The Review and Herald


July 14, 1903

Sowing Beside All Waters


By invitation I attended the meeting held at Healdsburg in connection with the closing of the school year, May 29, 1903. I was glad to learn that teachers and students had united in dispensing with the wearisome and profitless exercises that usually attend the closing of a school, and that the energies of all, to the very close, were devoted to profitable study. RH July 14, 1903, par. 1

On Friday morning the certificates were quietly handed to those who were entitled to them, and then students and teachers united in an experience meeting, in which many recounted the blessings that they had freely received from God during the year. RH July 14, 1903, par. 2

On Sabbath morning I spoke to a large audience in the commodious meeting-house of the Healdsburg church. The students and teachers were seated in front, and I was blessed in presenting to them their responsibility as laborers together with God. The Saviour calls upon our teachers and students to render efficient service as fishers of men. RH July 14, 1903, par. 3

In the evening a large audience assembled in the church to listen to a musical program rendered by Brother Beardslee and his pupils. Good singing is an important part of the worship of God. I am glad that Brother Beardslee is training the students, so that they can be singing evangelists. RH July 14, 1903, par. 4

I was much pleased with what I saw of the school. During the past year it has made marked progress. Both teachers and students are reaching higher and still higher in the spiritual life. During the past year there have been remarkable conversions. Lost sheep have been found and brought back to the fold. RH July 14, 1903, par. 5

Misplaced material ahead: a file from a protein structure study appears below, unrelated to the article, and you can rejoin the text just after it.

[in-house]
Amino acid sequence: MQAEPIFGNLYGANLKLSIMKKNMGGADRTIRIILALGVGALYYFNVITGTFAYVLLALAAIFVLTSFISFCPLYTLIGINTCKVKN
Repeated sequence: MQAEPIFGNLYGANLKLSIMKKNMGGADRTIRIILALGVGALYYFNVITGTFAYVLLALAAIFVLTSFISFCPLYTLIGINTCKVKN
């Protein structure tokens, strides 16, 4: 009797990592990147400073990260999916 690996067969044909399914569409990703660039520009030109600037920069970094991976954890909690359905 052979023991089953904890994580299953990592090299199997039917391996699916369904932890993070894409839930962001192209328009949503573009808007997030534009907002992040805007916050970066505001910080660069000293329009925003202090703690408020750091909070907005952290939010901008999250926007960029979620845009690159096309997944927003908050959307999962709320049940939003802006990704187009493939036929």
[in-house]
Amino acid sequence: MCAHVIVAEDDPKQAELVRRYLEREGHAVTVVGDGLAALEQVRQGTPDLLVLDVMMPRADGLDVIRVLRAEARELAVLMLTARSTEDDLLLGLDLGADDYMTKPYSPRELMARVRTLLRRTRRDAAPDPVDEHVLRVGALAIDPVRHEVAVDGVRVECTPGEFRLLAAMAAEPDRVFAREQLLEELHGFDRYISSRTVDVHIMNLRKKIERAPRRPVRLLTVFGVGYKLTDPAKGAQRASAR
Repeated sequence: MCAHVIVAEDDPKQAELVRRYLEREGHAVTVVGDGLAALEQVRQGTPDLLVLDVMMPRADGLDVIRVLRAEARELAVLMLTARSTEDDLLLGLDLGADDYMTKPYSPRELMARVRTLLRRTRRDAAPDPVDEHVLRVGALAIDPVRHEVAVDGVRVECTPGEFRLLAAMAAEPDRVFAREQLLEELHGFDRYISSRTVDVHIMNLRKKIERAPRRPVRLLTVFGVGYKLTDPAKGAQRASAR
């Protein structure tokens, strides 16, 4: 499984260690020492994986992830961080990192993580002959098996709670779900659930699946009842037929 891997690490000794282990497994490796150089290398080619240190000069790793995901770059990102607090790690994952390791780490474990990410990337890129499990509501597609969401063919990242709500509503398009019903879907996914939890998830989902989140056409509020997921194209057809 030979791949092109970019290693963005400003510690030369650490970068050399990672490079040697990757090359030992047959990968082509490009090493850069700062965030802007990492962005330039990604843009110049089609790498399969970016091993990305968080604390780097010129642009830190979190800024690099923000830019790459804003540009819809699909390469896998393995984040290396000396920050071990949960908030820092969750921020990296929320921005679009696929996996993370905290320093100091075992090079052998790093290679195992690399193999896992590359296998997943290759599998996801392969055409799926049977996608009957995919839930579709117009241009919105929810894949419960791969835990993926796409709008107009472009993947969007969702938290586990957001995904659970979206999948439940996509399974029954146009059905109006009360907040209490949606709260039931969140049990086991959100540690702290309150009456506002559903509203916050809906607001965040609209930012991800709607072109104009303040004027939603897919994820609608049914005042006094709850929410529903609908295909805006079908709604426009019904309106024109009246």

For some months we have been planning to hold grove meetings near St. Helena, Calistoga, and other places in the Napa Valley. The first one was held on Sunday, June 7, in the Hot Springs Park, at Calistoga. The conference lent us some folding chairs. The members of the Calistoga church are anxious to carry the truth to those who have not heard it, and they made thoughtful preparation for the meeting. We were confident that open-air meetings would be the means of reaching some who would not attend a service held in a church. And thus they have proved. RH July 14, 1903, par. 6

Although the day was oppressively warm, a goodly number were present at the meeting. The Lord gave me much freedom in speaking. The people seemed to enjoy the meeting very much, and an appointment was given out that meetings would be held in the same place the following Sabbath and Sunday. Our people gathered early Sunday morning, and spent the day together in the grove. A larger number were present on the second Sunday than on the first. RH July 14, 1903, par. 7

We expect to continue these open-air meetings. I believe that by them much good will be accomplished. The next one is to be held near St. Helena, if a suitable place can be found. RH July 14, 1903, par. 8

We desire to do all we can to warn those around us of the soon coming of the Saviour. My heart is drawn out to those who know not the truth for this time. RH July 14, 1903, par. 9

I hope soon to speak in the Soldiers’ Home at Yountville, a place about eleven miles from here. In this Home there are more than eight hundred veterans, who are cared for by the State. For several months a company of workers from the Sanitarium church has been going there every other Sabbath to hold a song service. At first only a few of the soldiers attended the service, but now there are from seventy-five to one hundred in attendance. RH July 14, 1903, par. 10

Sometimes a thirty-minute talk on a Bible subject is given. At a meeting a few weeks ago the soldiers were asked if they would like to have a short Bible study after the song service. About a dozen said that they would; but when the time came to hold the study, more than fifty remained. RH July 14, 1903, par. 11

Last Sabbath an intelligent-looking man in the Home said to one of the workers, “Before you came here to sing for us, I spent nearly all my time in drinking and carousing with my companions. But since you have been coming, I have found a better way of spending my time. I have given up liquor drinking, and am reading ‘The Desire of Ages.’” RH July 14, 1903, par. 12